Mr. Herspring: I just did a study to try to understand Mr. Putin, and I am not claiming that we do. First of all, the Russians have made it clear to the Balkans: "Guess where you get your oil from?" and they have made that clear to the western Europeans. They do not have to say much more than that.

Second, Mr. Putin knows that going to Cuba is going to tick off Washington. He knows that dealing with Tehran will not make Washington happy. This is something that we, as an alliance, must be very careful about: Mr. Putin understands that Russia has an $8 billion military budget; the United States has a $300 billion budget. He is a little guy right now, but I think he is sending a message: "You can either work with me, or, boy, can I become a mystery factor, and I will be a mystery factor all over the world because, no, I cannot force you to do something you do not want to do; I am little, you are big. But I can go around like a little dog and bite at your ankles." That is part of what he is trying to say; to take them seriously, do not use the polemics that are coming out of Washington.

Senator Grafstein: Would you agree with an earlier contention of this committee that to proceed with NATO expansion willy-nilly at this particular juncture, when Russia appears, on its surface, to be the weakest, from a military standpoint, that that might have consequences which would be counterproductive to the objectives of NATO expansion?

Mr. Herspring: Senator Grafstein, I was just at a conference in Chicago full of generals, all of whom were NATO types. I challenged Ambassador Hunter who was speaking. I understand that much of what the Russians are saying now is bluster, but here we are talking about NATO expansion and nobody is talking about the Russians. Something is missing. We do not have to do what they want us to do, but we should be listening.

What is desperately needed now is a major conference on Russia. Bring together people as obnoxious as General Milanov. Let them state their case, so at least they have the impression that we are listening to them and we are taking them seriously.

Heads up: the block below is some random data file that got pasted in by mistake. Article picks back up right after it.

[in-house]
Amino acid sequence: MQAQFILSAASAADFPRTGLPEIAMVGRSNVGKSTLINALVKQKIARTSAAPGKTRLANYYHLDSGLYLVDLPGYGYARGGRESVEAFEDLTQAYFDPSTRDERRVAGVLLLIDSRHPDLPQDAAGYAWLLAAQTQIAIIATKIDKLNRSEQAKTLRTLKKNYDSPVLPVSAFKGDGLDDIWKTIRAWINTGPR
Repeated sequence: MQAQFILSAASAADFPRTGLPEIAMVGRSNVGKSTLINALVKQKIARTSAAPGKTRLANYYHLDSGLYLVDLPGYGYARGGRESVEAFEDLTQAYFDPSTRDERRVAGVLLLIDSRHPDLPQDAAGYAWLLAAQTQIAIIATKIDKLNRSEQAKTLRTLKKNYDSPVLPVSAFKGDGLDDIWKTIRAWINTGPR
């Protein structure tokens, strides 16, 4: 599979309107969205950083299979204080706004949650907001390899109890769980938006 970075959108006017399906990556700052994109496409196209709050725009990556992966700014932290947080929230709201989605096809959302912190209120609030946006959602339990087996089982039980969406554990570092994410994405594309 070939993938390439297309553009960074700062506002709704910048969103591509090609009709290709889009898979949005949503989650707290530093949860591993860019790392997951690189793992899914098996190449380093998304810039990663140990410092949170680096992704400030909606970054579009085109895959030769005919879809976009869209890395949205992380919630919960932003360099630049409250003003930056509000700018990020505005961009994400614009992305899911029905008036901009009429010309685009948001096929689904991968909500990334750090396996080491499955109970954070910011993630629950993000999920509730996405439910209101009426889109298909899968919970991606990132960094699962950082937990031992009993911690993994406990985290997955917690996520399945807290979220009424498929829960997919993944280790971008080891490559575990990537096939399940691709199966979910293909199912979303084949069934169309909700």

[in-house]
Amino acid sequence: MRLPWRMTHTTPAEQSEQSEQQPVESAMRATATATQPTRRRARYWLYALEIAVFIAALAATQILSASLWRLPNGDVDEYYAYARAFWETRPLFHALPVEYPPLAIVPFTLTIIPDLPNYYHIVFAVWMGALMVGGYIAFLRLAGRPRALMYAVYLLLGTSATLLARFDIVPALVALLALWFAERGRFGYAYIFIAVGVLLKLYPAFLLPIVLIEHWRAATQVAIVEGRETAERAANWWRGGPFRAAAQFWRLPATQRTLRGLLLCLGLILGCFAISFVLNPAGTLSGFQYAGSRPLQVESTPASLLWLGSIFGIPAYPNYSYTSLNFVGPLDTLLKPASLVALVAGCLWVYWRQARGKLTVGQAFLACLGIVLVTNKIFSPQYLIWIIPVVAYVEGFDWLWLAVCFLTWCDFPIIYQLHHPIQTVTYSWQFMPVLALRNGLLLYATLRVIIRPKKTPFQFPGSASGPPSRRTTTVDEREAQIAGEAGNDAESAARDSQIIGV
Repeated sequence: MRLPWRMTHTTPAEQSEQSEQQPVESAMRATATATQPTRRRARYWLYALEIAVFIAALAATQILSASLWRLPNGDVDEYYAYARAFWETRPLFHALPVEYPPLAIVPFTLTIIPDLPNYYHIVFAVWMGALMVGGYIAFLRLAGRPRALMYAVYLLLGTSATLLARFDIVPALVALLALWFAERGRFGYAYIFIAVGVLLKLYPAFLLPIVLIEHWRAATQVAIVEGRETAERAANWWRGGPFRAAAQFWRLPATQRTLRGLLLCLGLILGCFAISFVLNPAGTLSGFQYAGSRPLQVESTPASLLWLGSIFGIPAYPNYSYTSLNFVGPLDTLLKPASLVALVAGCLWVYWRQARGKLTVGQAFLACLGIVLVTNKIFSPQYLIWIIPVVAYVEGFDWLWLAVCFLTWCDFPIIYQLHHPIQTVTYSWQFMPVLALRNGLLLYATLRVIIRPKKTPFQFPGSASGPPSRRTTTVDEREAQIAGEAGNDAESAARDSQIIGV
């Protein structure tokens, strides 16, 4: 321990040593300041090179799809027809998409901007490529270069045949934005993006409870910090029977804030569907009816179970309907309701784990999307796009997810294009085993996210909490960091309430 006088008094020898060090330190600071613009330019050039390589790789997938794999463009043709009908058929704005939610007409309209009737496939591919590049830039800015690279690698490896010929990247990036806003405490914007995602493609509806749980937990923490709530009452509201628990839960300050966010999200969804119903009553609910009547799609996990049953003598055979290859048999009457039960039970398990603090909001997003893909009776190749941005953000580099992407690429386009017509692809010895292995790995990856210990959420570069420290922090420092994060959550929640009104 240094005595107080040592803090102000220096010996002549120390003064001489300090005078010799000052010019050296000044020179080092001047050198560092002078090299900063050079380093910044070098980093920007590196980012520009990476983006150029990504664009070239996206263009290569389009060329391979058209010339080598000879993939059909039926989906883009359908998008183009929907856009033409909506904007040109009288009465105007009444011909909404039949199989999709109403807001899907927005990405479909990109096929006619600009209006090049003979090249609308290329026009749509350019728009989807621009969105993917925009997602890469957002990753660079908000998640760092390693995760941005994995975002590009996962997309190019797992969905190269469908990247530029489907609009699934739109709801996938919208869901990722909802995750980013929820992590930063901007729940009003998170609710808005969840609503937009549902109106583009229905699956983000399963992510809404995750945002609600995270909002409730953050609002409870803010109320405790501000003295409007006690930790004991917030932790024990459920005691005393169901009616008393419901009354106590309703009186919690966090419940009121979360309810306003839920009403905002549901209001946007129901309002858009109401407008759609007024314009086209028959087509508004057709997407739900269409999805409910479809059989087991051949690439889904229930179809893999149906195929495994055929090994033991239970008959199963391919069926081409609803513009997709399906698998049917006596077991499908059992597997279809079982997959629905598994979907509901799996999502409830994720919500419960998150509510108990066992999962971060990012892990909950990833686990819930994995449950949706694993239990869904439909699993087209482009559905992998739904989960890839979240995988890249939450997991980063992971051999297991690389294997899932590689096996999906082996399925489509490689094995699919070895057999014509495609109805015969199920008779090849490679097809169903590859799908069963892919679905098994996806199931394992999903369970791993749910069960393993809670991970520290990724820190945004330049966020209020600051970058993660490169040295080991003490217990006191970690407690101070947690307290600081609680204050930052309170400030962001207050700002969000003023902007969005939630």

As far as NATO expansion, Slovenia is a freebie. They cannot be complained about, because there is no border issue. Slovakia is a different situation. The Baltics are another issue. I am not certain about Romania or Bulgaria, for other reasons.

I have another personal qualm, and I have done an op-ed piece for the Washington Times on this subject. It burns me, as a taxpayer, to have the Czechs say, "You owe us, because we have Article V; there is nothing you can do about it. We do not have to do anything." Right now, the Czech ministry of defence is an absolute disaster. Their planes are crashing. The Hungarians are spending 1.7 per cent of their GDP in these areas.

In the future, we need to tell people, if they want to join NATO, to get their house in order. Everyone wants in, and we know why. The Poles are at least making a college try. They are not doing enough, that is fine, but they are trying. However, the Czechs are basically thumbing their noses at us and not doing a thing. The Hungarians have given us an air base that has been helpful.

The Chairman: In terms of your observation about looking at Russia, that is what this committee is doing. As a result of our study on NATO that you helped us with, and peacekeeping, this is what has provoked the members of the committee to decide that we should be taking a look at Russia-Ukraine for some of the reasons you have described.

Senator Andreychuk: I just want to push a bit more on your assessment of Putin. Most people seem to say that next year will determine whether he is serious about reforms and whether things will change. Thus, I wonder whether you feel the track he is on is correct, putting the emphasis on economic reform first and military reform second, and is he sincere about it?